Technology’s a double-edged sword, isn’t it? Each new advance seems to come with a factory-installed downside, just to keep the world from becoming too nice a place. It’s always been thus. Take fire, for example. Great for cooking, keeping warm, and keeping wolves out of the cave, but surprisingly unpleasant when applied directly to the skin, plus your hair smells like smoke all the time. The wheel? Ideal for carrying stuff around and getting quickly from point A to point B, but it also gave rise to the backseat driver and unicyclists. Nuclear power? Perfect for ending world wars in a hurry, but then there’s that inconvenient international arms proliferation thing and the ever-present possibility of species-wide extinction.
But few technologies have spawned as many drawbacks and foul consequences as the cell phone. Scientists talk about the possibility of us someday creating superintelligent robots who, if we’re not careful, will enslave us and turn us into bleating livestock. I say that day has quite clearly already arrived. People wonder how we got anything done before the arrival of instant and ubiquitous voice communication. The real question is how we manage to get anything done despite it. It used to be you could get by perfectly fine without a cell phone. Now – forget the debate over their usefulness – people look at you as if you’ve got a third leg growing out of your forehead if you tell them you don’t have one. You’re ostracized from society. “You don’t have a cell phone? How are you supposed to text message anyone?”
I’m not coming down on cellphone users. I’ve been using since 1998, and my most recent regular fix was coming from a Blackberry 8703e. For better or worse, Sprint does not provide service in Japan. So my Blackberry is gathering dust in a drawer at the moment. But back in the U.S., I could SMS with the best of them. Yet I also never crossed the line to the dark side, by which I mean yakking at top volume on my phone in public.
For many cell phone users, a short, quiet conversation is no conversation at all. For them to feel that they’re getting their technology’s worth, they have to share long, outrageously stupid conversations with not just their friend on the other end but with the entire room – or train, or movie theater, or restaurant, or bar, or elevator, as the case may be. This is not news to anyone who’s left their home in the past nine years, of course. What is news, however, is that there’s a solution available to us victims. Unfortunately it’s illegal. Technically.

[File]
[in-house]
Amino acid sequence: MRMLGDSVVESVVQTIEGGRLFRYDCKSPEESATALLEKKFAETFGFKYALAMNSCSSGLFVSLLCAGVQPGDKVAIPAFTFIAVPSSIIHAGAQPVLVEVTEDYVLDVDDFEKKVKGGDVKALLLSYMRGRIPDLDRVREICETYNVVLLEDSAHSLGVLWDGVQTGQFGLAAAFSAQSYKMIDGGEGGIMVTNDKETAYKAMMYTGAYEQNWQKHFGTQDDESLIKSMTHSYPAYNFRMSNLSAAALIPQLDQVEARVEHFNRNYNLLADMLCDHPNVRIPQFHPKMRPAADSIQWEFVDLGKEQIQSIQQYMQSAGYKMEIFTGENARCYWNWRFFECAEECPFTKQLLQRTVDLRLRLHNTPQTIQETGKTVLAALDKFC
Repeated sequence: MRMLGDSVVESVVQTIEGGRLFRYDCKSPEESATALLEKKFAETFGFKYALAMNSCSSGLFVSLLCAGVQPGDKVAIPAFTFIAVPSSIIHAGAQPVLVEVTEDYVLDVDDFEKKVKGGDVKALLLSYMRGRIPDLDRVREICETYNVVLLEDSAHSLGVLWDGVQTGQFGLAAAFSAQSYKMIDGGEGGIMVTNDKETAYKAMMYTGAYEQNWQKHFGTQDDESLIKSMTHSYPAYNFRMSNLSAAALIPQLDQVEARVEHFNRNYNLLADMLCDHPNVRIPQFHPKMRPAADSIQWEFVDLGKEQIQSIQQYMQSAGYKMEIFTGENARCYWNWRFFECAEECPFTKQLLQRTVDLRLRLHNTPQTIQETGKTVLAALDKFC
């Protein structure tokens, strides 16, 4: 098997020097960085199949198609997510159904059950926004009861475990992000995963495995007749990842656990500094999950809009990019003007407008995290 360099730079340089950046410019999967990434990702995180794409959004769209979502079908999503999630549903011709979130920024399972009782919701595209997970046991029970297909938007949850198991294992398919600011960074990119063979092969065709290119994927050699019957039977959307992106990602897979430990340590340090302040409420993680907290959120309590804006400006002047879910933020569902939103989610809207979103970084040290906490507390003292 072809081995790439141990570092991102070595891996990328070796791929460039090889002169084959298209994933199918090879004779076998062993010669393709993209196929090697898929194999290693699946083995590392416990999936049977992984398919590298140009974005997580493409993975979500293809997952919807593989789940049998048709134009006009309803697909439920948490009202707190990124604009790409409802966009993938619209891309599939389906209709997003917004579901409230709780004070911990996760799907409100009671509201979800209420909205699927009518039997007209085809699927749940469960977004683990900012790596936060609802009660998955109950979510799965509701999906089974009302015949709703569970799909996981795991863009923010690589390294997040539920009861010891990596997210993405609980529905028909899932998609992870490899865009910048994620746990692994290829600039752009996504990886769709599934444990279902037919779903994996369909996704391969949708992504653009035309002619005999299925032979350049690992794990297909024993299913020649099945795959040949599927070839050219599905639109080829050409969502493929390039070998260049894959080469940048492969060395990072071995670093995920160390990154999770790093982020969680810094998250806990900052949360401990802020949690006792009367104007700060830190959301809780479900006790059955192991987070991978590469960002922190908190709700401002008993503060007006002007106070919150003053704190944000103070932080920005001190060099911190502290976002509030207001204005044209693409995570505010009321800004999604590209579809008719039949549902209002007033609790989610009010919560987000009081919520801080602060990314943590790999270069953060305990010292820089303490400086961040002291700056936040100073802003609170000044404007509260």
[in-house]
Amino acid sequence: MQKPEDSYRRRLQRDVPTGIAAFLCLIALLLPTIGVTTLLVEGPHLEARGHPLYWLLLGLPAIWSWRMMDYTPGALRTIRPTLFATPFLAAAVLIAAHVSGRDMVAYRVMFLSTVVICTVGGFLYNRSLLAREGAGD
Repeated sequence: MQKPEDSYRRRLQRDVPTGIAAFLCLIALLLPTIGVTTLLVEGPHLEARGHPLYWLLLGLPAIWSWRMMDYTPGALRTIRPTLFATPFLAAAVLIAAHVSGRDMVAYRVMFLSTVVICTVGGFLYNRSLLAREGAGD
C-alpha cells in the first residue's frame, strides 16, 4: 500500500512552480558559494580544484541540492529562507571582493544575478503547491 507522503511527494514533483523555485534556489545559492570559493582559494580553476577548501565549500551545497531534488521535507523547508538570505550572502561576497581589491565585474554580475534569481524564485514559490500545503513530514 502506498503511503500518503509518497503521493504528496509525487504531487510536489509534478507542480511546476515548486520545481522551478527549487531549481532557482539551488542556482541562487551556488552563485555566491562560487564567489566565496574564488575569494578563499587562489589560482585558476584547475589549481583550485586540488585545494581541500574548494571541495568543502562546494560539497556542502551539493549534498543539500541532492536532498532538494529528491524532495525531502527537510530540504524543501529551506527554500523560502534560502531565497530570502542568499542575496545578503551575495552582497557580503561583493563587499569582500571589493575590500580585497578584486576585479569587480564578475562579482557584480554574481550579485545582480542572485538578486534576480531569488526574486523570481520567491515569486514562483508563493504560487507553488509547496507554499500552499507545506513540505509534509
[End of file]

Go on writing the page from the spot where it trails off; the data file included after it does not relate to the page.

The New York Times wrote yesterday about the growing black market for cell phone “jammers,” tiny, cheap devices that with the push of a button can shut down cell phone signals in a small area and silence those chatty Kathys.
The jamming technology works by sending out a radio signal so powerful that phones are overwhelmed and cannot communicate with cell towers. The range varies from several feet to several yards, and the devices cost from $50 to several hundred dollars. Larger models can be left on to create a no-call zone. Using the jammers is illegal in the United States. The radio frequencies used by cellphone carriers are protected, just like those used by television and radio broadcasters.”
The problem, according to some, is that it turns everyone’s cell phone into a temporary blinking paperweight, not just the abuser’s. Naturally, the Verizon spokespersons of the world are screaming bloody murder, as if civilization will collapse instantly if anyone, anywhere is kept from using their cellphone for even a moment. And what about emergencies, they insist? But you know what? That’s exactly how we got into this mess. (Remember the “phone in a bag” you kept in the car for “emergencies”?) I hate to break it to the good people at Sprint, but emergencies pre-date cell phones. We’ve been solving them just fine for millions of years. And as someone who’s recently been freed of his dependence on said technology, I can testify to the fact that my world has not yet crumbled into ashes.
Though people do look at me funny. Still, you can bet I’ll be asking Santa for one of these doodads this Christmas.